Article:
By: Carolyn Thompson and John Van Dusen
ANKASA – Ghana’s cocoa farmers say purchasers are stealing from them using improperly balanced scales.
“If you go to the place to weigh your cocoa, and the buyer tells you a price, you can’t challenge him because you need money,” said Paul Kodjoe, a cocoa farmer from Ankasa. “No one is buying cocoa other than him.”
Kodjoe’s farm spreads over several hillsides near the Ankasa Forest Reserve, close to the Ivory Coast border. For 20 years he has farmed there, adding rubber plants and raising some livestock in addition to the cocoa.
In the community, he’s nicknamed “the Frenchman,” after his Ivory Coast roots and the language skills he maintained from living in Paris for ten years.
Despite his francophone roots, Kodjoe said Ankasa is now his home. But without sufficient revenue from his cocoa sales, he’s not sure if he can stay.
Kodjoe said that while the government regulation sets a fixed price for 64 kilograms, without properly balanced scales farmers are being paid the same price for as much as 70 kilograms or more. The farmers have no means of challenging the price quoted by the purchasers.
“That is a big problem,” he said. “Because for the maintainers of the farm, it’s very costly.”
He said farmers such as him face rising costs of fertilizer, labourers, and supplies, and make a small profit margin on the cocoa sold.
“So if they take 15 kilos, then we are working without profit,” he said.
Kodjoe, chairman of the Jomoro Cocoa Association, said he raised concerns over the scales two years ago with the Ghana Cocoa Board, a regulatory body.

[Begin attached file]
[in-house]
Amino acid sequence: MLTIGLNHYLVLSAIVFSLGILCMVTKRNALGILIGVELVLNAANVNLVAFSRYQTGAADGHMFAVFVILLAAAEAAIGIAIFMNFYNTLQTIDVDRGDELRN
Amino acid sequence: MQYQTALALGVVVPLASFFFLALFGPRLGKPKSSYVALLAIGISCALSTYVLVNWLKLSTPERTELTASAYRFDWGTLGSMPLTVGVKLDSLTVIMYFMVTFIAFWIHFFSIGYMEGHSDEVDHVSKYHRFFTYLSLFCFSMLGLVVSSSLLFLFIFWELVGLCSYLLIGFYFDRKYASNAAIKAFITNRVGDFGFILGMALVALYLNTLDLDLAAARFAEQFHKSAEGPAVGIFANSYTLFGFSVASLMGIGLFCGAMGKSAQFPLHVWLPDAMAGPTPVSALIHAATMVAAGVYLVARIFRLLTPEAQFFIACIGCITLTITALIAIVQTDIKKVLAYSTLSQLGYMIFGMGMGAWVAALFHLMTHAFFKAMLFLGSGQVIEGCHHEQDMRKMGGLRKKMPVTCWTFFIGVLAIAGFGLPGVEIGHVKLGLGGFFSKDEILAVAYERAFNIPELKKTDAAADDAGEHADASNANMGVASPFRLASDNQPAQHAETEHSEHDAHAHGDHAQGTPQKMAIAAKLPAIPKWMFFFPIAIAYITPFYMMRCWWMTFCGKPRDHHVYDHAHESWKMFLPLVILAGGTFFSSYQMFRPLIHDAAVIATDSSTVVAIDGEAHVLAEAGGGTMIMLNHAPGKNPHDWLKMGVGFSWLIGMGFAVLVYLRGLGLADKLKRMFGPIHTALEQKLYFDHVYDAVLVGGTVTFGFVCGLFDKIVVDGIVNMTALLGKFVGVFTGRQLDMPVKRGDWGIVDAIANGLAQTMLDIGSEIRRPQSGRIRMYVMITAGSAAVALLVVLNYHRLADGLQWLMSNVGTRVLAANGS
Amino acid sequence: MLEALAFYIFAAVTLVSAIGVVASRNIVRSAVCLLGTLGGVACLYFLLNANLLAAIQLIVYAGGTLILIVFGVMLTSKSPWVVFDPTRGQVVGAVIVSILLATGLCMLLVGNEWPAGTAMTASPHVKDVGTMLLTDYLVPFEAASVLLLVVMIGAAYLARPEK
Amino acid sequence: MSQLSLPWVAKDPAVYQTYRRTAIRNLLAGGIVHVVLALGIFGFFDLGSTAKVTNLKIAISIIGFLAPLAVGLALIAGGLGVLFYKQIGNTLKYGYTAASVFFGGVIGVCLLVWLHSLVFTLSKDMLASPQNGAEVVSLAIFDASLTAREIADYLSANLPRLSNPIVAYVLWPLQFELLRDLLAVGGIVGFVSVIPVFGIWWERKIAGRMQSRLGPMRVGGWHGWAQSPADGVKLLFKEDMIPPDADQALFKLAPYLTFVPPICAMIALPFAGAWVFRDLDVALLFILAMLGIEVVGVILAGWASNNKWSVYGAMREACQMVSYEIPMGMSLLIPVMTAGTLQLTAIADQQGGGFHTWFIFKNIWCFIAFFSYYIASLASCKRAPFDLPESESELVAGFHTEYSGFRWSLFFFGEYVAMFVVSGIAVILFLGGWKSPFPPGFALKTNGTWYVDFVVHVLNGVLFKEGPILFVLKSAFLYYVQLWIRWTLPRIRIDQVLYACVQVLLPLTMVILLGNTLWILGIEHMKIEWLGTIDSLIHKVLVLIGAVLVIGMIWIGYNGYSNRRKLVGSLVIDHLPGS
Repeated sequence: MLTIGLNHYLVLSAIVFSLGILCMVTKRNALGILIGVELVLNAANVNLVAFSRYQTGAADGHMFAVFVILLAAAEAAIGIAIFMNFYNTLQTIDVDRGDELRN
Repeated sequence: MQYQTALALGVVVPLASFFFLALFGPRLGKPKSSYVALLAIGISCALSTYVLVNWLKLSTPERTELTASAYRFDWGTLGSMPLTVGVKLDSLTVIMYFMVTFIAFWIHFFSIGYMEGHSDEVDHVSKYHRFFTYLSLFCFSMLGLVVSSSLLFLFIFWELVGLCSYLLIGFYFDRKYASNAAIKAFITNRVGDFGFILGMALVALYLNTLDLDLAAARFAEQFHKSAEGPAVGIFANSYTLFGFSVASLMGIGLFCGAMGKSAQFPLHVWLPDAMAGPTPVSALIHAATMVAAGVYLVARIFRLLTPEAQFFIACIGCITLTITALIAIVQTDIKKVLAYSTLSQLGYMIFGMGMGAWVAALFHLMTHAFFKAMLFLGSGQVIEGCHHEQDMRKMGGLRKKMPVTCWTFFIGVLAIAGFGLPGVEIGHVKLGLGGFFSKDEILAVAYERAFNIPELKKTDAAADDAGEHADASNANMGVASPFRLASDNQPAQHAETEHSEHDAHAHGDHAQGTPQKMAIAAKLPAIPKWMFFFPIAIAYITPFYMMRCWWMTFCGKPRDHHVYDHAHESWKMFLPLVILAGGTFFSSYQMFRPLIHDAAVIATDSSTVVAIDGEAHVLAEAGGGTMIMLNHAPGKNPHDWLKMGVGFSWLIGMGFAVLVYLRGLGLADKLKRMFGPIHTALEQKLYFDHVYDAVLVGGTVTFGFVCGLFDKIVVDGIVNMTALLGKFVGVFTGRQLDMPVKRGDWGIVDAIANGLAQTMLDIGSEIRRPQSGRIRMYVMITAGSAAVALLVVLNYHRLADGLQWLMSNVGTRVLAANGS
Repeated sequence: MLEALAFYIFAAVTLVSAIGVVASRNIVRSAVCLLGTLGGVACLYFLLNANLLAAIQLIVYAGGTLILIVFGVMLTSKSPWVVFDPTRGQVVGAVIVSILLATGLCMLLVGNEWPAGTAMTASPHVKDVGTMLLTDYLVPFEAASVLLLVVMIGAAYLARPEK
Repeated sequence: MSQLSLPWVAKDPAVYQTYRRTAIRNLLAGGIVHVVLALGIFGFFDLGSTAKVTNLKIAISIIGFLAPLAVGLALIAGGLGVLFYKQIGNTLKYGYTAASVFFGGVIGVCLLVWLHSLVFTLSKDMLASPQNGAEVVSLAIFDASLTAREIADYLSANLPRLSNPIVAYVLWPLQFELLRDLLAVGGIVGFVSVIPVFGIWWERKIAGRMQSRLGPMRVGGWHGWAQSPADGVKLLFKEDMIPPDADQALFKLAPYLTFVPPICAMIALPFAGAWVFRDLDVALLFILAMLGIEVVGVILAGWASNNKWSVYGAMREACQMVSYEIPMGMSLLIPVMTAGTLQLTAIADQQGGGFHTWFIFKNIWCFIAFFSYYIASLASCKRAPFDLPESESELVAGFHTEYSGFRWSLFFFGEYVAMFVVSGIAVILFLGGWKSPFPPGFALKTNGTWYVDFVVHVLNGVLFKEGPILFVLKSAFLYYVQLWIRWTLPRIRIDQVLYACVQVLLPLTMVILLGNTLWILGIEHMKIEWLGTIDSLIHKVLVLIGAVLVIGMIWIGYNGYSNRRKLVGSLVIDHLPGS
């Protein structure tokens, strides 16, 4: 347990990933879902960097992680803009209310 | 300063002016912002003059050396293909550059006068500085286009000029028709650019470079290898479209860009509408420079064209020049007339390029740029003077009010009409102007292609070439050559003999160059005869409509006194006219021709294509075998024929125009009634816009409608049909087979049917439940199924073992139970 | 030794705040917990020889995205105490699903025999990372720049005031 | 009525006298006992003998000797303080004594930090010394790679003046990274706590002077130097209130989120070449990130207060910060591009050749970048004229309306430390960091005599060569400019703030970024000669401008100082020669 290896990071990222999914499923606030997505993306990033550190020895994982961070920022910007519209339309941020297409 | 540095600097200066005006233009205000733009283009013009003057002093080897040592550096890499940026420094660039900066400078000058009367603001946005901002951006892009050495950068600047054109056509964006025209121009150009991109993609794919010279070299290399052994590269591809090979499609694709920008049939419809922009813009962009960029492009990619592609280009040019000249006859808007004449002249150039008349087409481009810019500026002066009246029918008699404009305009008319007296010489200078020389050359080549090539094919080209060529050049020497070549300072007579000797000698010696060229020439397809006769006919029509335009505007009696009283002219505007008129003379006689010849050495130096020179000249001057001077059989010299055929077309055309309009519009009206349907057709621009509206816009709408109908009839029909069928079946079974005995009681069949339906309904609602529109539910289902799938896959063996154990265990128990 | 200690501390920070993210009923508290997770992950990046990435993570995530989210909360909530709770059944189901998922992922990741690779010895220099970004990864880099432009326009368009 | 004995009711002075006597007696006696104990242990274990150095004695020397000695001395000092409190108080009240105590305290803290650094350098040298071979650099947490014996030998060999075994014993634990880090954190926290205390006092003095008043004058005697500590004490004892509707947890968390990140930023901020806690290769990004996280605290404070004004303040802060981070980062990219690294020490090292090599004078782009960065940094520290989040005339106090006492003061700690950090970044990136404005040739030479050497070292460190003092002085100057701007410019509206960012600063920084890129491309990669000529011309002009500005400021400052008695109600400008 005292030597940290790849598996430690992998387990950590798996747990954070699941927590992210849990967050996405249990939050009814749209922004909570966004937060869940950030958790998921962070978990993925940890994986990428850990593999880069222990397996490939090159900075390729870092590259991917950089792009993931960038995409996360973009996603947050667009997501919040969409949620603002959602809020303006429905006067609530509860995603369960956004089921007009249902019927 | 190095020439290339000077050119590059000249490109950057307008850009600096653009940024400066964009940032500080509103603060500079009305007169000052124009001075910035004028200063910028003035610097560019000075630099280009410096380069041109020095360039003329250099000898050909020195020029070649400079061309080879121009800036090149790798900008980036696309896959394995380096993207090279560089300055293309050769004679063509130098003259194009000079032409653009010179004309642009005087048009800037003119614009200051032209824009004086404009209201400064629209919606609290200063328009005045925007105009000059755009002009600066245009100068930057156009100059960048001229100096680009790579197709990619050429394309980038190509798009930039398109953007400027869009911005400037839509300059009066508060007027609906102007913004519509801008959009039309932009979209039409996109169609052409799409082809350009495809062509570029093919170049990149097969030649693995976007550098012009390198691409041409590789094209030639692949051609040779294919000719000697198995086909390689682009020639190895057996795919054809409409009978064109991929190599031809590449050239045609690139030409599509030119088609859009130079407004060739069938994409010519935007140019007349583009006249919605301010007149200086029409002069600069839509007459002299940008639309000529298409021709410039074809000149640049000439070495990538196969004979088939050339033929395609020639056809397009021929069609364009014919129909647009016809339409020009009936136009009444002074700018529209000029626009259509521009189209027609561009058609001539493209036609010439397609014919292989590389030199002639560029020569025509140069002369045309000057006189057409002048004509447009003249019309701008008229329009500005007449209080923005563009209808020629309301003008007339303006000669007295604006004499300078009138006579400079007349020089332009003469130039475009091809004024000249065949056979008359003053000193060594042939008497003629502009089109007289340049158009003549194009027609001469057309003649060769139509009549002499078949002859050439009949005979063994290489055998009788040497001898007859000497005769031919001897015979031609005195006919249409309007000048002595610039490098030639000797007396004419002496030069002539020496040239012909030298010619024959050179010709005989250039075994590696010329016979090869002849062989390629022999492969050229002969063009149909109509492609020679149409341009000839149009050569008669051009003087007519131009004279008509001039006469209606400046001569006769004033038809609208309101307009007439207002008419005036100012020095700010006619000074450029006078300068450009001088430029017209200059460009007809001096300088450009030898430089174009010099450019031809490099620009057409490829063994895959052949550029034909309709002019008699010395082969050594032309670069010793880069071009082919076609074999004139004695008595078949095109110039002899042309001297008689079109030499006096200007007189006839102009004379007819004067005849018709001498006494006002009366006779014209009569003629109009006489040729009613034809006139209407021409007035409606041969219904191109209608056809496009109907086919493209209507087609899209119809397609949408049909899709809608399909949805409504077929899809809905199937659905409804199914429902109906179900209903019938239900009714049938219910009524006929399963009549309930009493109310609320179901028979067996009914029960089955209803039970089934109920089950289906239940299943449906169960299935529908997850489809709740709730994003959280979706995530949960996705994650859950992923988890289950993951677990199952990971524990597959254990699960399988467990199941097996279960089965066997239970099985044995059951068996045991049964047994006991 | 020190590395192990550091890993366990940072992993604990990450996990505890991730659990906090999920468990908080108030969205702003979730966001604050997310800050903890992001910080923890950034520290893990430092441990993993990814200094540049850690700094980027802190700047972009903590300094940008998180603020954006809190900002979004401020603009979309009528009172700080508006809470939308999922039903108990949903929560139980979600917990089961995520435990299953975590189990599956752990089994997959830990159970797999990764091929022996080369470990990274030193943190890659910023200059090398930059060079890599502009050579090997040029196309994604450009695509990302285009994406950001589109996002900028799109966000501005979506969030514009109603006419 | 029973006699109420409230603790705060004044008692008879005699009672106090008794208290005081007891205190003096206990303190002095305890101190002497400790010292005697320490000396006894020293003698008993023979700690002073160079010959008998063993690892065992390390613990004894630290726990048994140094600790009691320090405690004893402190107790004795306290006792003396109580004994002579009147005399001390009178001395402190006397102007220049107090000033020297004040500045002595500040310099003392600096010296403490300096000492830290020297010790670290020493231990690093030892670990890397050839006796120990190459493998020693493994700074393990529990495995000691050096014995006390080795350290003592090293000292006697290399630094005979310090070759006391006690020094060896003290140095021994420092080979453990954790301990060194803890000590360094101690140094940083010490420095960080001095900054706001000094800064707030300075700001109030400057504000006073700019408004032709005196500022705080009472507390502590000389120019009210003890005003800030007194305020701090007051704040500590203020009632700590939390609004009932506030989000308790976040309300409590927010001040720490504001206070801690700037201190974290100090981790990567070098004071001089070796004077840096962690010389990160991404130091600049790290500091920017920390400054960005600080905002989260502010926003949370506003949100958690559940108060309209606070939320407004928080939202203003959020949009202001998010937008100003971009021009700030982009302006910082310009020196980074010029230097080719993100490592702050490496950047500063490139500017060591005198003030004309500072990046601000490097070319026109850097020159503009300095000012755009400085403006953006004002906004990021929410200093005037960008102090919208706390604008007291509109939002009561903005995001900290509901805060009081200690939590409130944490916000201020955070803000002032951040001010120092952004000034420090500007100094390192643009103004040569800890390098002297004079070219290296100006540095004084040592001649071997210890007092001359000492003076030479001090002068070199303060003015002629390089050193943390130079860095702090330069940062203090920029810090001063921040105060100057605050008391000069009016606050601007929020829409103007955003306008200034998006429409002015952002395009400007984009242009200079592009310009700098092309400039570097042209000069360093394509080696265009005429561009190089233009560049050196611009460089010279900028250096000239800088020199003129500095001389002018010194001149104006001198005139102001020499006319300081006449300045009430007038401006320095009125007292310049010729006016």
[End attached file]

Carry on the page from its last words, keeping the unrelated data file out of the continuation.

“The Cocoa Board already has 100,000 weighing stones, so that we can control the scales, but they have given (the buyers) the stones and they are not using it,” Kodjoe said. “Now the cocoa board has to open its mouth. They have to insist that they use it.”
Noah Amenya, public affairs manager for the Ghana Cocoa Board, said the farmers also have a role in curbing cheating.
“It is very painful for a farmer to produce cocoa only for the purchasing clerk to cheat him this way,” he said. “We don’t expect them to do that.”
Amenya confirmed that the Cocoa Board has caught buyers tipping the scales in the past.
The board met with Kodjoe and representatives from other cocoa farmer associations last week. The farmers were told to report corrupt buyers to the police.
“They can ask the police to arrest them because it is an illegal act. They can also report them to the cocoa board,” he said, adding that the regulatory body can undergo investigations.
“If we find anyone culpable, that person will be brought to book.”
The Ghana Standards Authority requires cocoa to be thoroughly dried before sale. Amenya said in some instances, buyers argued the cocoa wasn’t fully dried when it was weighed. To compensate, they added a few more kilograms.
“(Farmers) should dry the cocoa thoroughly so the license buying companies don’t take advantage and say, ‘it’s not dry and we have to weigh higher because we have to finish the job for you,'” Amenya said. “When you do that you are selling yourself out and they can cheat you. So you have to be patient and dry the cocoa thoroughly.”
The Standards Authority has addressed problems with the scales in the past. It recommended using a sealed scale that comes calibrated to the correct weight of 64 kilograms. It is expected to take effect over the next two years.
“We call on the cocoa buying companies to respect the rules governing the internal marketing of cocoa so that we can all work rather than cheating some members on the value chain,” Amenya said.
Kodjoe said he expects to be watching the scales closely and hopes cocoa farmers across the country will do the same.
“All this enforcement is there but nobody’s using it,” he said, adding that the Cocoa Board is meant to have access to enforcement measures such as fines or rescinding licenses of buyers who cheat.
“But until now, nothing has been done,” he said.